Reading the aphorisms and short essays of Romanian philosopher Emil Cioran, I feel as if I’m entering a vortex in which every kind of cherished belief perpetually collapses under its own weight and vanishes, having revealed itself to be an illusion. Cioran’s cognitive and poetic mise en abyme knocks every dogma—even the dogma of not holding to any dogma—off its pedestal.
Cioran has earned the label of a pessimist and a nihilist. Even so, I find an odd comfort in his writings, such as this pity meditation—with a hiss of regret—on the inherently impermanent nature of thought:
“To conceive the act of thought as a poison bath, the pastime of an elegiac viper.” (Anathemas and Admirations)
Here are a few of Cioran’s aphorisms that I had copied into a daybook some years ago:
If I could choose just three words of poetry to survive for future generations, I’d be hard pressed to think of better ones than those forever associated with Praxilla, Ancient Greek poet of the 5th century BCE: apples, pears, and cucumbers. Those words occur in one of only five extant fragments attributed to her. In that brief passage, Adonis, having travelled to the underworld, tells what he misses most:
The most beautiful thing I leave is the light of the sun, second are the shining stars and the face of the moon, and cucumbers, and apples, and pears too.
The context of Praxilla’s hymn, like the rest of its words, is perhaps forever lost, eliciting a lament of a different kind: regret for the absence of that which can never be known. Adonis’ memory of sensual foods simultaneously invokes and resists their absence, and the survival of Praxilla’s words leaves a trace of gratitude for their startling imagery while also reminding us of the loss of so many of her works.
But like the homely objects that Anne Bradstreet lovingly remembers as she roams her burned home—a table, a chest, a trunk— Praxilla’s sensuous harvest, recalled from the depths of wintry loss, has a presence as solid as a Cezanne still life.
For today’s installment of my “gratitude” series, I’m making a radical U-turn back to ancient literature. A few years ago, I subscribed to the Loeb Classical Library, a set of volumes offering the most significant Greek and Latin writings in the original, with English translations and commentary. At the time, I was especially interested in some of the earliest documented Greek poets of the 7th and 6th centuries BCE.
It’s distressing to see the fragmentary nature of the extant writing, with the realization of all that has been lost. Still, the words that remain offer a glimpse into often mysterious rituals and myths. Their contexts may seem far removed from us, yet the poems are imbued with timeless human emotions.
Below are brief selections — some of my favourites — from two very different ancient Greek poets: Alcman and Archilochus.
Today I’d like to pay tribute to Mississippi poet Besmilr Brigham (1913-2000). I first read the poetry of Brigham in New Orleans at a time when Bill Lavender was editing Another South: Experimental Writing in the South (2002). Noting the paucity of women poets of innovative persuasion in the preliminary list for the anthology, I searched for them – and of course they were there all along. Their submissions arrived in time for several to be accepted.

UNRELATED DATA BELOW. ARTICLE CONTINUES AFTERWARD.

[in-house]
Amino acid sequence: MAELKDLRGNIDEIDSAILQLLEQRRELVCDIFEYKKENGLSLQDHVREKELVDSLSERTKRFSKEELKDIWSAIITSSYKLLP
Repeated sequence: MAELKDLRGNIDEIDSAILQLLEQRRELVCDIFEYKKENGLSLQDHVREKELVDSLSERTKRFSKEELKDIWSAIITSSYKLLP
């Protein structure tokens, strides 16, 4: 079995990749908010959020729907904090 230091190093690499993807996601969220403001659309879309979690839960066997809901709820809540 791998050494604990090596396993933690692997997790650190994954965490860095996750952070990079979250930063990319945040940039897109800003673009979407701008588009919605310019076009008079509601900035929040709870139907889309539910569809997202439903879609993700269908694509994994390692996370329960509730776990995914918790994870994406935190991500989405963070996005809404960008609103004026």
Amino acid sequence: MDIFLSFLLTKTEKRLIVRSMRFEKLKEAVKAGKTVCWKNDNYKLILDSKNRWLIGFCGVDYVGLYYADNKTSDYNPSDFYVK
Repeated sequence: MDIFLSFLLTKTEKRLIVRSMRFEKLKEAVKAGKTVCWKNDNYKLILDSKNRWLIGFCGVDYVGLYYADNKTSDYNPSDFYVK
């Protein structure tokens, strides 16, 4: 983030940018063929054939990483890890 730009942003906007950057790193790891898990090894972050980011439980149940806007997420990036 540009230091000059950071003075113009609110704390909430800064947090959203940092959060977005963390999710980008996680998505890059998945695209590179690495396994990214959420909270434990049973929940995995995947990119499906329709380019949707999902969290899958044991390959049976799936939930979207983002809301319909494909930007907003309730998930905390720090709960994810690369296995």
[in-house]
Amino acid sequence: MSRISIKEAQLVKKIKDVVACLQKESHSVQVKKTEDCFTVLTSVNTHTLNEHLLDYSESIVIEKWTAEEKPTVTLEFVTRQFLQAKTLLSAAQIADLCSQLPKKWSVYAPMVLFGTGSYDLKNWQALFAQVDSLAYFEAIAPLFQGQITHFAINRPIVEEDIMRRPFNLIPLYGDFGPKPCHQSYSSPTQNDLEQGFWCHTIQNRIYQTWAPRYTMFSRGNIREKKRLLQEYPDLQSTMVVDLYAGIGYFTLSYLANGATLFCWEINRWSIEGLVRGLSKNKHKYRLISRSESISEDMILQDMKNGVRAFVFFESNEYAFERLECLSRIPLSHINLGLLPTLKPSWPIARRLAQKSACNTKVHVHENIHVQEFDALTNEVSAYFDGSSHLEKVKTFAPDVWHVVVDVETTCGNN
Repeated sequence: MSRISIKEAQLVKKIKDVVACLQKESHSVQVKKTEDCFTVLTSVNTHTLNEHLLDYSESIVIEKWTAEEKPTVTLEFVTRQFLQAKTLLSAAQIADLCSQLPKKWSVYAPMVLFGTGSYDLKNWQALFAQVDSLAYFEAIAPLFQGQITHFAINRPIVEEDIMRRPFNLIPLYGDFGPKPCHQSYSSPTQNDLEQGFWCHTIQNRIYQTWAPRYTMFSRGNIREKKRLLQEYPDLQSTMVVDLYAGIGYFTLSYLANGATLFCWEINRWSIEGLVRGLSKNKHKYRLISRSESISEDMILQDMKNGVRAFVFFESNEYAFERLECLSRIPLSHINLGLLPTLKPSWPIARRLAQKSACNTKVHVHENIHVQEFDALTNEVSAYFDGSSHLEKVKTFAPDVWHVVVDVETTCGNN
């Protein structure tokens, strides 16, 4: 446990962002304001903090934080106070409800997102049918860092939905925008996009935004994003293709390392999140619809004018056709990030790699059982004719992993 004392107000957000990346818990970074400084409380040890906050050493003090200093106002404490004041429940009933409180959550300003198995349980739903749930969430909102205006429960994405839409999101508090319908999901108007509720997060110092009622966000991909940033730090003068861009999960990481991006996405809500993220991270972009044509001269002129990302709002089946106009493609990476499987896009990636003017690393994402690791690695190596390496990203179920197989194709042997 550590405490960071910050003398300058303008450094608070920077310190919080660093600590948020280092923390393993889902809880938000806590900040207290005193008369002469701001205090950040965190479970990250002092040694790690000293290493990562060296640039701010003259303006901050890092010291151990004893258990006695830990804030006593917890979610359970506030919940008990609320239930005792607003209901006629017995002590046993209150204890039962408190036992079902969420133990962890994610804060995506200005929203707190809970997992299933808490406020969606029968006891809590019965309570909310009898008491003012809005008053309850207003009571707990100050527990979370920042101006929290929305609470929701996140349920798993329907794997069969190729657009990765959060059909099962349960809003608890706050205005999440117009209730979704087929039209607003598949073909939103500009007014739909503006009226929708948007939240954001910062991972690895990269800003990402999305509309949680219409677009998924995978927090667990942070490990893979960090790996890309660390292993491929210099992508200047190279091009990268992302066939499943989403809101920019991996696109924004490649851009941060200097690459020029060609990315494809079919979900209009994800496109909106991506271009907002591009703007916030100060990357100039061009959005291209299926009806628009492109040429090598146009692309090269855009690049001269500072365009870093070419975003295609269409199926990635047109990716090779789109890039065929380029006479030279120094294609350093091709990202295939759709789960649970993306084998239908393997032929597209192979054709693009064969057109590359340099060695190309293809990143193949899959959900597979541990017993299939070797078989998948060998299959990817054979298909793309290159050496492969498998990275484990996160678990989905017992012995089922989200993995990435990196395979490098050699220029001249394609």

Although Brigham wasn’t included in the anthology, which was intended only for writers “currently living in the South,” my search introduced me to her work, for which I’m grateful.
Below, I’m reproducing one of her poems from Run Through Rock: Selected Short Poems of Besmilr Brigham, edited by C. D. Wright (Lost Roads Publishers, 2000). I hope that doing so will encourage others to seek out and appreciate her poetry.
Today I pay homage to Lyn Hejinian, whose work has been a constant in my development as a poet. There’s a kind of review that was practiced by Tristan Tzara (on the art of Hans Arp, for example), that reflects on the work by writing a performance of it. I read Hejinian to think, or rather to swerve thought off its accustomed course: thought splaying light, scalpel applied to scalpel and its tunes. Cognition as prism, tinfoil held upside down. How to begin? How to continue? Without conformity.
Below are three poems from “Punctual,” in The Cold of Poetry.
There comes a moment in a poem by Rae Armantrout – usually early on – where a fault in the earth shifts, and one foot is suddenly in a different time zone. Should you reset your watch? Or just allow the doubleness to creep into your consciousness until you recognize, with a start, that your consciousness is already doubled, itself part of a shifting attention observing the shifting world?
Here are two poems by Armantrout, both from Made to Seem (1995).
Today, I turn my spotlight to Alberta Turner (1919-2003). Thematically, Turner is a poet of the quotidian: she observes the minute moments of ordinary life and turns them inside-out to bring to light the contents of their pockets. She also knocks the icon of the domestic goddess off her pedestal.Her work is also edgy and often disjunctive, qualities that threw off some critics such as Margaret Gibson, who reviewed Lids and Spoons. Gibson disparages Turner’s “astigmatic” vision in her “surreal collages” and “oracular riddles.” On the other hand, she praises Turner’s poems that form “organic wholes anchored in a world we can recognize for ourselves.”Here is Turner’s “Mean, MEAN,” where Turner turns to her critics who would have her write more “meaningful” poetry: “I heard you, / MEAN!” She then asks why she should mean, but her very questions belie her tendency to disjunction rather than “organic wholes.”